Interview of Patrick Foster, Chief Operating Officer at Drivy: the company that wants to rethink the way car rental works today.

Can you tell us a bit more about Drivy?

Drivy is Europe’s #1 peer-to-peer car rental service. Drivers can rent the cars available in their areas to go on a weekend or business trip. Today Drivy offers 38,000 cars to over a million users in Europe.

How many countries is Drivy available in?

Drivy was created in 2010 in France and is now available in Germany, Spain, Austria & Belgium.

How do you prioritize the launches of new markets?

We look at several criteria:

  • The market’s potential: Population, Car-rental market size, smartphone equipment, level of interest in the Sharing Economy…
  • Product constraints: Payment systems for example (we had to add Paypal for Germany)
  • Regulatory constraints: Legal obstacles, fiscality… 

Once you’ve chosen the country, what does your timeline look like?

The first step is preparation. We translate and adapt the website, set up the insurance contract, Terms & Conditions and recruit a Country Manager who will then build his local team. This all happens in Paris.

During this preparatory phase, the Country Manager is “incubated” in Paris and gets involved in all the Marketing & Localization work.

We then launch our marketing & communications actions, to get the first cars and build up an offer strong enough to attract renters. It’s only when we have a minimum number of cars available on the platform that we open the service for drivers. From this point forward, we get the first rentals and it progressively takes off.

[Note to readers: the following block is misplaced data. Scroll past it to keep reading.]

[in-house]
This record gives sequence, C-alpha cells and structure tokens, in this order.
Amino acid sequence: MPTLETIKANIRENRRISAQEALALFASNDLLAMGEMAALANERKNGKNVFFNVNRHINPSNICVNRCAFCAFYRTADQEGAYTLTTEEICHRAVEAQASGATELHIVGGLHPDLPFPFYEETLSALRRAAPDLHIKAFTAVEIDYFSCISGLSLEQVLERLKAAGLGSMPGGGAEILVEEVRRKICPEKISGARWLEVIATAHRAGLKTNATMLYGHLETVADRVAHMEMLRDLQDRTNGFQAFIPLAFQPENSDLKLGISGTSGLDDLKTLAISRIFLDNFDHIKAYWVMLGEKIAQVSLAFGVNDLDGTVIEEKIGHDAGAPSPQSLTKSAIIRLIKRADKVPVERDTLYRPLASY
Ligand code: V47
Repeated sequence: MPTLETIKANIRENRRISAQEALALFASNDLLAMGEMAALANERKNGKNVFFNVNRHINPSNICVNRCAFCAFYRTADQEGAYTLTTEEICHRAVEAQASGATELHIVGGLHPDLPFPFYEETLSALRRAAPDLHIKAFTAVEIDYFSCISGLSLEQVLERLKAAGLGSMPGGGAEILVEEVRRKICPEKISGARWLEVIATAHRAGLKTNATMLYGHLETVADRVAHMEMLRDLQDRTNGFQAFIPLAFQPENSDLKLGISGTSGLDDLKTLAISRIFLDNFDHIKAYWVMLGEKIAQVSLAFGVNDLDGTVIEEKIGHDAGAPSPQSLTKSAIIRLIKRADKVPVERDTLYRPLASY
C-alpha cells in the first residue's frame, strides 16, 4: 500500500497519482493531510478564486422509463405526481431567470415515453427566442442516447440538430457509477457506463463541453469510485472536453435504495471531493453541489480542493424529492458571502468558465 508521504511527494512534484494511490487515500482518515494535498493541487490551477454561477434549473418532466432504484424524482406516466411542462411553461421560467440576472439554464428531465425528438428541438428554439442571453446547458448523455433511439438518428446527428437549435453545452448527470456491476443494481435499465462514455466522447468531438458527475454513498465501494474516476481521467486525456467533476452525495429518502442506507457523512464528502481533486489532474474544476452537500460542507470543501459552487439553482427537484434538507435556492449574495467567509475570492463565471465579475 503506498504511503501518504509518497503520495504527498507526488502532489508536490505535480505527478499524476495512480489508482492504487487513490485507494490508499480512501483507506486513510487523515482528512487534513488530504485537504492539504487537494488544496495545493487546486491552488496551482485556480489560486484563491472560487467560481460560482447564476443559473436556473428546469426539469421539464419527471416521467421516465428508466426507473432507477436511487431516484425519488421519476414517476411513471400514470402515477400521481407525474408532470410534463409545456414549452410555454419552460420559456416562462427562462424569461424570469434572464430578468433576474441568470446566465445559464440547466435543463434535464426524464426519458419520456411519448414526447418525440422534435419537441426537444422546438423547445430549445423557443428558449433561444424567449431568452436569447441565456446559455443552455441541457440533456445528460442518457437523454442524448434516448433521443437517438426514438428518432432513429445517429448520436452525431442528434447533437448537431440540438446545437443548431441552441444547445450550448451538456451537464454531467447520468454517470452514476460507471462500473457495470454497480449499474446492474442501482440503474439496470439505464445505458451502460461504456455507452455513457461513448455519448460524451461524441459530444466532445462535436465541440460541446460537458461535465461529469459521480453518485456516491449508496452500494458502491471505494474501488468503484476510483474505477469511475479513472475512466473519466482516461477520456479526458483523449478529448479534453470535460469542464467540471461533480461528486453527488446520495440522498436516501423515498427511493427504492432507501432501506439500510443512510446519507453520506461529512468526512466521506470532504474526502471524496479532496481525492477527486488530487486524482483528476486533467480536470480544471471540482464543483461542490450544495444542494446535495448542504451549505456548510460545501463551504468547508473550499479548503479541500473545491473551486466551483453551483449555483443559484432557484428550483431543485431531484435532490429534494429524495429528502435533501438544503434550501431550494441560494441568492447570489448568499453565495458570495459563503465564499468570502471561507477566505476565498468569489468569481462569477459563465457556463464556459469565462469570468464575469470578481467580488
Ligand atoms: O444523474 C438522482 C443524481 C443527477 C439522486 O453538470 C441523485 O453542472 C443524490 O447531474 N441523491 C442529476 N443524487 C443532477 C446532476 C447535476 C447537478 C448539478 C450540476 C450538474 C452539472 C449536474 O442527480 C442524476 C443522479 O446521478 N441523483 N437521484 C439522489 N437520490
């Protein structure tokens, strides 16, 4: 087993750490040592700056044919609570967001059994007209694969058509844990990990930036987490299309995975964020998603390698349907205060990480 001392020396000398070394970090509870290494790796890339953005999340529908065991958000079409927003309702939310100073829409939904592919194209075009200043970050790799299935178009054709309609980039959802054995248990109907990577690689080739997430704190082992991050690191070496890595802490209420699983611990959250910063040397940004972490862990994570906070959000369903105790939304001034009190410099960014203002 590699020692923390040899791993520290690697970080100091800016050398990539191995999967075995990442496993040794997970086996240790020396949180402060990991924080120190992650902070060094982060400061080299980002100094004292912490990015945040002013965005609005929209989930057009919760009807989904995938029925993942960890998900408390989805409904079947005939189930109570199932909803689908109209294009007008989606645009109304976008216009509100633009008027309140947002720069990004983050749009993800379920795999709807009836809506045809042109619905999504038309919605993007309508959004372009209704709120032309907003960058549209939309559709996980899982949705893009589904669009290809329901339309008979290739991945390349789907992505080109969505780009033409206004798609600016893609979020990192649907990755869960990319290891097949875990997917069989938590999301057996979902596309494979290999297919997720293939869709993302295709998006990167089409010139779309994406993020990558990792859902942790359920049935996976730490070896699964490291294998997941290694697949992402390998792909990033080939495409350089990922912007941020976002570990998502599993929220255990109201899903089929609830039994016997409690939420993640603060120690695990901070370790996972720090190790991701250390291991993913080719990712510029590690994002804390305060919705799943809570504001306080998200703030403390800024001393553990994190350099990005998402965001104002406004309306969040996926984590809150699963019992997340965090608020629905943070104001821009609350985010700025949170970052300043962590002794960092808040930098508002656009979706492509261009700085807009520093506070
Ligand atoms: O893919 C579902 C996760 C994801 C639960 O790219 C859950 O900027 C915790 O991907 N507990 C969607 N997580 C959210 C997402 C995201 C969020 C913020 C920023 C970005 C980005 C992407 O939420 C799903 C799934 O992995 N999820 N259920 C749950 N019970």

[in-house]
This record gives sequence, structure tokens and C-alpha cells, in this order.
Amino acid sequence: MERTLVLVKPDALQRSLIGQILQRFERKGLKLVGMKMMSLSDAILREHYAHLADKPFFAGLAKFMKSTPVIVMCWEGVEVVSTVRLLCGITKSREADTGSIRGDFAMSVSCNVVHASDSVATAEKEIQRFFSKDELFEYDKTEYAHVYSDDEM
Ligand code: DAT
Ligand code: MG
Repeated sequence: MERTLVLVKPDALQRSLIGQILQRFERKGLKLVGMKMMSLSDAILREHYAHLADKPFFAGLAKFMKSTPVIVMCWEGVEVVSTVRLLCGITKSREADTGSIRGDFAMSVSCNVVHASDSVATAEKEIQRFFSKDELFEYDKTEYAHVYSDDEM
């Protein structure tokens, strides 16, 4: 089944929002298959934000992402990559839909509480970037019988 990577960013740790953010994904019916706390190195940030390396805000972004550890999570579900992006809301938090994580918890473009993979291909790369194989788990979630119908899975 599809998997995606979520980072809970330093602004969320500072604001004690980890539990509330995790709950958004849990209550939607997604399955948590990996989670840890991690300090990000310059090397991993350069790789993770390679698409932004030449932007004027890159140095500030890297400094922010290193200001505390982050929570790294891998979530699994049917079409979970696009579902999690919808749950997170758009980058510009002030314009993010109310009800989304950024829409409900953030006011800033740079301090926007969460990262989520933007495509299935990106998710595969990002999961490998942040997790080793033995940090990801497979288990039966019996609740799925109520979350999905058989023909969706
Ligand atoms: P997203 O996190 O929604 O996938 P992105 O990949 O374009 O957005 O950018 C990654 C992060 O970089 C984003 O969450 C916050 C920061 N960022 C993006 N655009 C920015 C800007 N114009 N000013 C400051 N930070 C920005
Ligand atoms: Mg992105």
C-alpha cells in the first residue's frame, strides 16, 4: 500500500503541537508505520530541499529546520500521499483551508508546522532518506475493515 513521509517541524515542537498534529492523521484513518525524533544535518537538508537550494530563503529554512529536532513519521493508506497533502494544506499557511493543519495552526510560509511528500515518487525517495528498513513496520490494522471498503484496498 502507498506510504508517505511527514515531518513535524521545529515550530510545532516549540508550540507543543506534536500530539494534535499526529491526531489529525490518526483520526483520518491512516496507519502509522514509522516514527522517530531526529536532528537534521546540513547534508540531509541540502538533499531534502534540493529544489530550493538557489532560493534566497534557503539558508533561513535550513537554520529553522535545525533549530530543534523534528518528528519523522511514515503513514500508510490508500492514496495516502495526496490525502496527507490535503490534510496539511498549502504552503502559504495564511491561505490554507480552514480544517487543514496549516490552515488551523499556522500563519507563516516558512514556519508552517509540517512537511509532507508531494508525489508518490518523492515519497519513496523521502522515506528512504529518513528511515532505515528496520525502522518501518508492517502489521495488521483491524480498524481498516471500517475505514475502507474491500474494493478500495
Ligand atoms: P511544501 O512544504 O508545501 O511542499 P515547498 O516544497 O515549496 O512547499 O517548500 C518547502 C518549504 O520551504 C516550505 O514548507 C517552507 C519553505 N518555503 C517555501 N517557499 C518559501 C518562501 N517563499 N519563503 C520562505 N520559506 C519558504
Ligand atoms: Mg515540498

What are the resources that you allocate to your international development?

It’s about people and time. The French team sets everything up (especially the tech team who adapts the platform) and provides strong support to our local teams, by sharing their experience of the French market. These local teams are 3-4 people strong and fully dedicated to local business development & growth.

Of course, every launch comes with a marketing budget to acquire the first cars and clients.

What were the main challenges you had to tackle?

We had to face cultural difficulties, as it’s not easy to create real bonds and a strong belonging sentiment between teams scattered all over Europe. You have to make them think international right from the start of every task and project, and not only focus on their own market.

We also had to tackle law and fiscal challenges as the rules are different from one country to another, even within the European Union. We also had to make hard choices between organic growth and acquisition.

On the contrary, what’s really easy?

To get up every morning, with an extra bit of motivation by feeling the energy of these new teams all over Europe, who live a real start-up adventure of their own!

Before we leave you, do you have a fun fact you could share with us about your international development?

We often see differences in the way journalists welcome our service across Europe. For instance, when we launched the rental agreement on mobile, this didn’t make the news in France or Germany, whereas we saw a warm welcome in Spain, with amazing covers!

Finally, what are the next steps for Drivy’s international development?

In the short term, we already plan to launch Drivy in 2 new European countries by the end of 2016. In the long term, we really hope to grow outside of Europe.

Started in 2010 by Paulin Dementhon, Drivy lets you rent one of the thousands of cars and vans available in your area. It’s fast and affordable, so you can get going without hassle.

Early 2016, Drivy offered 38,000 cars to over a million members in France, Germany, Spain, Austria and Belgium.

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